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Writing => Non-Fiction Writing => Topic started by: slightlysmall on September 13, 2017, 04:31:30 PM



Title: Format for Non-Fiction Book Proposal?
Post by: slightlysmall on September 13, 2017, 04:31:30 PM
Hey all!

I'm editing a proposal for a client of mine and I want to make sure it meets formatting guidelines for how it will actually be emailed to agents and/or publishers. A quick Google search told me what to include (which I already knew...) but not how to format it. Anyone know of a resource offhand?


Title: Re: Format for Non-Fiction Book Proposal?
Post by: Munley on September 13, 2017, 05:31:38 PM
Here's a template posted by  literary agent Ted Weinstein:

https://www.twliterary.com/bookproposal/



Title: Re: Format for Non-Fiction Book Proposal?
Post by: slightlysmall on September 14, 2017, 11:27:39 AM
Thanks, Munley! That's a super straightforward and helpful link detailing what to include, but it still lacks formatting instructions.

Do you (or does anyone) know if it should be all double-spaced like a manuscript, or if the parts before the sample chapters should be formatted like a query (single-spaced paragraphs with space between)? My client currently has the whole thing formatted the latter way, when it seems the former makes more sense if sent as an attachment...


Title: Re: Format for Non-Fiction Book Proposal?
Post by: Sarah Ahiers (Falen) on September 14, 2017, 11:29:55 AM
I would assume that's the case? But yeah, I really have no idea


Title: Re: Format for Non-Fiction Book Proposal?
Post by: slightlysmall on September 14, 2017, 12:21:43 PM
I think I'll just format the proposal like a query and the sample like a manuscript for now. Oh well; he hired me for line editing, not formatting, so I probably should stop worrying about it.


Title: Re: Format for Non-Fiction Book Proposal?
Post by: Munley on September 14, 2017, 04:55:18 PM
I typed in "sample non-fiction book proposal" in Google.

Got one .pdf that has some specific formatting notes. It seems that only certain sections, such as the sample chapters, are double-spaced. Otherwise, they are single-spaced.

http://speakupconference.com/wp-content/uploads/NonFictionProposalTemplate.pdf

This site also suggest checking on formatting guidelines that may be specified by the agency/publisher you want to submit to.


Title: Re: Format for Non-Fiction Book Proposal?
Post by: slightlysmall on September 14, 2017, 05:25:50 PM
You are a much better Googler than I am today, Munley. I tried lots of combos, but never thought to include Sample. This is super helpful. Thank you!


Title: Re: Format for Non-Fiction Book Proposal?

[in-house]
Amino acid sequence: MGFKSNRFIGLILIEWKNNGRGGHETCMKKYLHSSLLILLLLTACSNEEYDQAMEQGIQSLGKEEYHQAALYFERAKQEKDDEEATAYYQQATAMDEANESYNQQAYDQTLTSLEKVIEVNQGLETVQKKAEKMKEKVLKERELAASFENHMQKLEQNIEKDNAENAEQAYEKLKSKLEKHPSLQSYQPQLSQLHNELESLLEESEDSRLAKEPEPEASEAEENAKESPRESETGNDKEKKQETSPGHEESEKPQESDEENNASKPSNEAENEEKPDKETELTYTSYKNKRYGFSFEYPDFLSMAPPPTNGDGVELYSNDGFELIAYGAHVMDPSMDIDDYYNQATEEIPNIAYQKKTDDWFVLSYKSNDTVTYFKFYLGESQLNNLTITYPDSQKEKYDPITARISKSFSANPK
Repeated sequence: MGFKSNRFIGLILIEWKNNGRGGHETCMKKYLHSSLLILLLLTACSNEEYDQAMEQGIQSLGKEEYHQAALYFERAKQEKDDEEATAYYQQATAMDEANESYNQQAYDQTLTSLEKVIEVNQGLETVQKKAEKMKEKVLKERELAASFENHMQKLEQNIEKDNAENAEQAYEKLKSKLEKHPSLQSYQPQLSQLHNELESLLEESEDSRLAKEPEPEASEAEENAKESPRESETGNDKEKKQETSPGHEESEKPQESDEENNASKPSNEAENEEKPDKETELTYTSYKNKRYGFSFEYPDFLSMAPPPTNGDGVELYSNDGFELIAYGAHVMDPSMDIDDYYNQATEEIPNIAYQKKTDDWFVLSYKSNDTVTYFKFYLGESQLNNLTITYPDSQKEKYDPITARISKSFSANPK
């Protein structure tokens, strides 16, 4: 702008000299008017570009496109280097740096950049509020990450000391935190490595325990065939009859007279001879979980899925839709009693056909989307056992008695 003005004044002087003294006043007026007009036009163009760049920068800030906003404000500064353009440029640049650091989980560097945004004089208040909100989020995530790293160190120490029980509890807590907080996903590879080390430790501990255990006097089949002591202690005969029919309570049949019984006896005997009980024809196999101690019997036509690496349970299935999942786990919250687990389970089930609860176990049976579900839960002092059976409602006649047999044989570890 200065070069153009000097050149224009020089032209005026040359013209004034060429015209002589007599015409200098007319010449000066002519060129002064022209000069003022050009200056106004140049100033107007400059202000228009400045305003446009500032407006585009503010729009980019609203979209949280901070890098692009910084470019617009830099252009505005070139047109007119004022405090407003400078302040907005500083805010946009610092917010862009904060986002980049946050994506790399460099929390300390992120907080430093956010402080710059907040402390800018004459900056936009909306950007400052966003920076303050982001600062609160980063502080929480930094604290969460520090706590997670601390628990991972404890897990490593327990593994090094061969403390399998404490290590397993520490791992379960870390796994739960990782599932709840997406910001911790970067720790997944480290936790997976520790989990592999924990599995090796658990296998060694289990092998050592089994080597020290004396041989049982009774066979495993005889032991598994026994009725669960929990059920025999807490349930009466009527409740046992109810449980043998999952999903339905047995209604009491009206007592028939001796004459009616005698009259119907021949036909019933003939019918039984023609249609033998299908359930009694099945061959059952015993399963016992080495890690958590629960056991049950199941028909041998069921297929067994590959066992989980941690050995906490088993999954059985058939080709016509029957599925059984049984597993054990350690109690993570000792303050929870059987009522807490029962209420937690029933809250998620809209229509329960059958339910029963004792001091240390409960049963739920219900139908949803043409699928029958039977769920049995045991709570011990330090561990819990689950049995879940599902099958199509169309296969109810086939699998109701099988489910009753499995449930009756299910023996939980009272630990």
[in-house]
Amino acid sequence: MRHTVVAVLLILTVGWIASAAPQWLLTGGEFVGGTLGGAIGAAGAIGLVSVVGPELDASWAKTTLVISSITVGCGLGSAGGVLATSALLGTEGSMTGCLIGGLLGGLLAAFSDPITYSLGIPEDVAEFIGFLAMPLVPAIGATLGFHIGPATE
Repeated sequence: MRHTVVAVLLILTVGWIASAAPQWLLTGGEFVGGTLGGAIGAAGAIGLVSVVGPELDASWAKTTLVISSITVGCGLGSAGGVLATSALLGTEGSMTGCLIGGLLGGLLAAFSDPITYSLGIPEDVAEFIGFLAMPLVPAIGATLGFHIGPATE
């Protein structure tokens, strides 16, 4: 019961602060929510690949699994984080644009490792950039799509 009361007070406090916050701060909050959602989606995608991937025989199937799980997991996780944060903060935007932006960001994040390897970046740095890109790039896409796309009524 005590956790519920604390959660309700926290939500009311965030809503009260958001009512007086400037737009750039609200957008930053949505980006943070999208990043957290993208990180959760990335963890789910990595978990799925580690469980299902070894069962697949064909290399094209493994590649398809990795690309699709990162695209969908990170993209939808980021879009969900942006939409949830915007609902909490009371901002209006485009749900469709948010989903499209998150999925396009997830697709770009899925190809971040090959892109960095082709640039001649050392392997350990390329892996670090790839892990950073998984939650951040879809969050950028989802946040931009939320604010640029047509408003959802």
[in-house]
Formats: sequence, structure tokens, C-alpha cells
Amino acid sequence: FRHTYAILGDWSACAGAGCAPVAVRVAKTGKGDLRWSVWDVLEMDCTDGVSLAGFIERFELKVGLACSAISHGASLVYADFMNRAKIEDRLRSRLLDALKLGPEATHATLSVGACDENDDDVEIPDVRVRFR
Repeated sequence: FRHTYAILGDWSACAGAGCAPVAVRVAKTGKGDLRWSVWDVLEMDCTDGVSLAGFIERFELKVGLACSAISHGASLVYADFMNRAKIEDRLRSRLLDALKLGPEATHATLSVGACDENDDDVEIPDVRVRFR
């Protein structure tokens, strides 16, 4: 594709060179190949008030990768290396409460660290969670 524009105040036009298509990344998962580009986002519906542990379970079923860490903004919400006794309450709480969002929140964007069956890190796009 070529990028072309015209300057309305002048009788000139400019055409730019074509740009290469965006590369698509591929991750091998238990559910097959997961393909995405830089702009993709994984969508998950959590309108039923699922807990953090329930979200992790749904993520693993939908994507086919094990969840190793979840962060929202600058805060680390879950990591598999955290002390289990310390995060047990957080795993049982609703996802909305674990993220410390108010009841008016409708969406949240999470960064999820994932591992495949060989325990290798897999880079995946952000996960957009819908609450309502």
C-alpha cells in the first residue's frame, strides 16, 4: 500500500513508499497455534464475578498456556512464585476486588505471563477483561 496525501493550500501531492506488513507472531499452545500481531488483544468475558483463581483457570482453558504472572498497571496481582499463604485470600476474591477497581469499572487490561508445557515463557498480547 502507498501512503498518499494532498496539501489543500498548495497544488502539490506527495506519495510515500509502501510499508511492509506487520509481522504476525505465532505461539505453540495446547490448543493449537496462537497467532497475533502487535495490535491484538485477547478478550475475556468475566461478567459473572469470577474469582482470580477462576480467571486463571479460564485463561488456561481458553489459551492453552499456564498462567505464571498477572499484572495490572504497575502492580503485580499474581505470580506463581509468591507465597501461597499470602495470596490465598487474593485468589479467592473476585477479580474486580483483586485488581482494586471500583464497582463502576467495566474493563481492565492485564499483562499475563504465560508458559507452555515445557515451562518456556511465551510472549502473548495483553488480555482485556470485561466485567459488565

Post by: Munley on September 14, 2017, 07:36:44 PM
You're welcome. I just happen to be obsessively tenacious when I'm convinced that what I'm looking for is out there somewhere. Combine that with a rather odd savant trait I have, something I think of as my "collating mind" that automatically recognizes even the minutest common thread among things that appear to be hopelessly disparate to most people.

This chance combination landed me a job as a university reference librarian, even though I had no library degree. The other librarians would stockpile "stumpers" on my nights off and leave them for me to solve when I got there. It was great fun.

I'm not bragging, since I've done nothing to gain or develop this "skill." My brain just automatically works that way, especially when the object of the quest has anything to do with language.


Title: Re: Format for Non-Fiction Book Proposal?
Post by: slightlysmall on September 15, 2017, 11:07:18 AM
You're welcome. I just happen to be obsessively tenacious when I'm convinced that what I'm looking for is out there somewhere. Combine that with a rather odd savant trait I have, something I think of as my "collating mind" that automatically recognizes even the minutest common thread among things that appear to be hopelessly disparate to most people.

This chance combination landed me a job as a university reference librarian, even though I had no library degree. The other librarians would stockpile "stumpers" on my nights off and leave them for me to solve when I got there. It was great fun.

I'm not bragging, since I've done nothing to gain or develop this "skill." My brain just automatically works that way, especially when the object of the quest has anything to do with language.

I appreciate it. :) I'm usually that way, but I marathon-edited 55,000 words in three days for a client where my main focus was deletion, and I was entirely brain-dead yesterday (and much of Wednesday). There really is something to that thrill of the chase, huh. It's such a great feeling when you find the answer. (It's how I became a Word formatting expert—solving formatting conundrums for co-workers. In the beginning, I did a lot of Googling.)